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FROM mytable 
WHERE lastname IN('Smit','Lee') 

Here, for optimise this query, index needed (will be useful) column lastname right? and column name also needed index? or only indexed lastname is enough?

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you can index for three, first by lastname, then by name and last by id: RDBMS locate rows by lastname, group this rows by name and finally take the min id from the group. And table is untouched. – danihp Oct 11 '12 at 20:49
up vote 1 down vote accepted

Both the proposed indexes should help in your situation, however that depends a lot on the data you have and how costly certain operations are considered by the database engine, depending on if you have duplicates for id, which I suspect you don't and that's why it's called id, but if you do an 2-column index on lastname, id or name, id would also help. Ultimately the query optimizer will decide on the strategy to use to fetch data and that will certainly affect many things... I propose you try the following and see which is faster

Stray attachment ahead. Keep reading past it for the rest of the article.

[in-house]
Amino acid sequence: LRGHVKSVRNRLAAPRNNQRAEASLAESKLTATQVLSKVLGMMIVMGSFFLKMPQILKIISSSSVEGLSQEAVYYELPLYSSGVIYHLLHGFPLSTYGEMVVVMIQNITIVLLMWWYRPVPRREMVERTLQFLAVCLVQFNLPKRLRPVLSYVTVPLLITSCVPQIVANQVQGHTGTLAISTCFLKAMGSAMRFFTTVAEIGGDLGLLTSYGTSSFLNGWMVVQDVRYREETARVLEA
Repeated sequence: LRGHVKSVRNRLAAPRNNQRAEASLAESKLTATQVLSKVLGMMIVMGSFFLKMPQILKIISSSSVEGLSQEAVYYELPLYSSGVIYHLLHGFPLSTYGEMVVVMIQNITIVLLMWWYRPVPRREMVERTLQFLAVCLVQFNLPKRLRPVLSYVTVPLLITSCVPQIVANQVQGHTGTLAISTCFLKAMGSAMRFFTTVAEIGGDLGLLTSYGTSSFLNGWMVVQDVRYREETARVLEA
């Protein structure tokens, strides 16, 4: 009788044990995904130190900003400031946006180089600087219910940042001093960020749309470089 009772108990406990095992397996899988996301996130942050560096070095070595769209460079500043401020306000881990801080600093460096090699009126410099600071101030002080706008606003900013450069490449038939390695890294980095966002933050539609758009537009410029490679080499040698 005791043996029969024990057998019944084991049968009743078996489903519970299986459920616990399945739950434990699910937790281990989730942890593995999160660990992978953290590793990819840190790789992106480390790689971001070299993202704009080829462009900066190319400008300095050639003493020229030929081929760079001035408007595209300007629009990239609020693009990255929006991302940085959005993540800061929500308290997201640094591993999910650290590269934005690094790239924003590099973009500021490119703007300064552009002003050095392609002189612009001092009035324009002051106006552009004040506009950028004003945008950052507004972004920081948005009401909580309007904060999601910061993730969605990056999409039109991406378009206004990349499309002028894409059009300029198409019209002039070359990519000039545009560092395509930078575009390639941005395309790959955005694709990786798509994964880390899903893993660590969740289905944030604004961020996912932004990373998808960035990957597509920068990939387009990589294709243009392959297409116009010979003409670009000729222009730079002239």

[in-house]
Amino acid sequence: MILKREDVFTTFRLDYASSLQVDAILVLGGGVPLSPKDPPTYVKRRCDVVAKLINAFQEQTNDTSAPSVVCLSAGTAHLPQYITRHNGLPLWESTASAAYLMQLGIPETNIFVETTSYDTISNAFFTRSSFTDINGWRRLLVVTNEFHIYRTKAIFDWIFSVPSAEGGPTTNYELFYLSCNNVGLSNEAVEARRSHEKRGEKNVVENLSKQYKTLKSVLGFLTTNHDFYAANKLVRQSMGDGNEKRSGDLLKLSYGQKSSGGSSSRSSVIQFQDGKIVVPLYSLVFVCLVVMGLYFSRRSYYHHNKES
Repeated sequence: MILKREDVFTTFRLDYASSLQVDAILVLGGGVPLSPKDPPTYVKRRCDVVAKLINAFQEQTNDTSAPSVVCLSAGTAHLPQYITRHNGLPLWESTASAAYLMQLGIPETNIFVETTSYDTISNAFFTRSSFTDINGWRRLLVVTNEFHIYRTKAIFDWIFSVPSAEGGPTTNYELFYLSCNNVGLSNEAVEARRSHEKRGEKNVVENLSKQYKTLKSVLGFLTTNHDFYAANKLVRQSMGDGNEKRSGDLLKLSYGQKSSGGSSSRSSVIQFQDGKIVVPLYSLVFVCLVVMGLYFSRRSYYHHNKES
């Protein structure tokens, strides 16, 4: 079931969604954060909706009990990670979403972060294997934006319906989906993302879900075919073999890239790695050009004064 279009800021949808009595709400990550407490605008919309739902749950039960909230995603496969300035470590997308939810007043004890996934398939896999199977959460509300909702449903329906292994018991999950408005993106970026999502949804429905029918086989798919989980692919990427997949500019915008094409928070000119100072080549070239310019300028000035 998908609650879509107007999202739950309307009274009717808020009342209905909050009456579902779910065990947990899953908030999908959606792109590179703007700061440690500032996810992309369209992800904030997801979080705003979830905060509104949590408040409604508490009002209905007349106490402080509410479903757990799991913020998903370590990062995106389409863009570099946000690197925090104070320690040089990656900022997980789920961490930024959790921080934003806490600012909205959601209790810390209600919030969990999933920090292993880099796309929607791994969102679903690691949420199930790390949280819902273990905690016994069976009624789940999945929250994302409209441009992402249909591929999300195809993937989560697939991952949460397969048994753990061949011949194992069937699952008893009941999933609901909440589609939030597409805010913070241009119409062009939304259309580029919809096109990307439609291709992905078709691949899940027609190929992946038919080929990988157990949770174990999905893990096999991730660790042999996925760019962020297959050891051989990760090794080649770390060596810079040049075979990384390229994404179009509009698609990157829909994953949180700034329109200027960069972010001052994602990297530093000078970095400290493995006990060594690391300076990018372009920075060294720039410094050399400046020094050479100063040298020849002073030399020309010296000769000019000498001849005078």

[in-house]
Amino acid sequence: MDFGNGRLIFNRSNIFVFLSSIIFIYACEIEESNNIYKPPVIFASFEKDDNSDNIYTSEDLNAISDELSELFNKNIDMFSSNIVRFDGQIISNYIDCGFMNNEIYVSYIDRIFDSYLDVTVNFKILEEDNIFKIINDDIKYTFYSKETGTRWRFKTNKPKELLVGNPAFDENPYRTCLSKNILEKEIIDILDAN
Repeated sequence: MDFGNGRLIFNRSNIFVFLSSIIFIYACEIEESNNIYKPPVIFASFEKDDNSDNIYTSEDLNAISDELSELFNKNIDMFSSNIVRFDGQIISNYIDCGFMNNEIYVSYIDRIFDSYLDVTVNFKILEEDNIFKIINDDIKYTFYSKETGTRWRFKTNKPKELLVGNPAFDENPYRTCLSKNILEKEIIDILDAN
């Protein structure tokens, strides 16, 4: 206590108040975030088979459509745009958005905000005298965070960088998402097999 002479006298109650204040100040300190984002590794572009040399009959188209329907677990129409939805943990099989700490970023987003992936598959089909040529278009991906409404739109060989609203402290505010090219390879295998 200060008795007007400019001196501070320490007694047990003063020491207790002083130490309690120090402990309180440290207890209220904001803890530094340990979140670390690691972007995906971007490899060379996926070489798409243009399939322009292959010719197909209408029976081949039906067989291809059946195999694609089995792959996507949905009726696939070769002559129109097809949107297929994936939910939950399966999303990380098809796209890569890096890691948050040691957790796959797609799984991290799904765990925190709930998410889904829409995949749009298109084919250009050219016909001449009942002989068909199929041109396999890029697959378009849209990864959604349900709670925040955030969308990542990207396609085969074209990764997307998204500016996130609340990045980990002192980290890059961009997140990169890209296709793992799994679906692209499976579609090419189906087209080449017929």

• index on lastname - likely
  • index on name - a bit less likely
  • index on lastname, name - most likely
  • index on name, lastname - least likely

Again it really depends on the data but I marked each of those in the order in which I think they should help most for large amounts of data with unique id's, if your id's are not unique try combinations with indexes on id as well.

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Yes, id's are unique, understood, I will be use EXPLAIN and test variants, thanks guys. – OTARIKI Oct 11 '12 at 21:05

The index on lastname will generally be useful for that query. Indexing name should not have an effect.

You can (and should) use EXPLAIN to see how MySQL will execute your query.

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A good rule to live by in programing is to never assume you know what is slow or fast. Always test it.

Checkout out this link MySQL profiling. Add the index where you think it will work and then run some tests.

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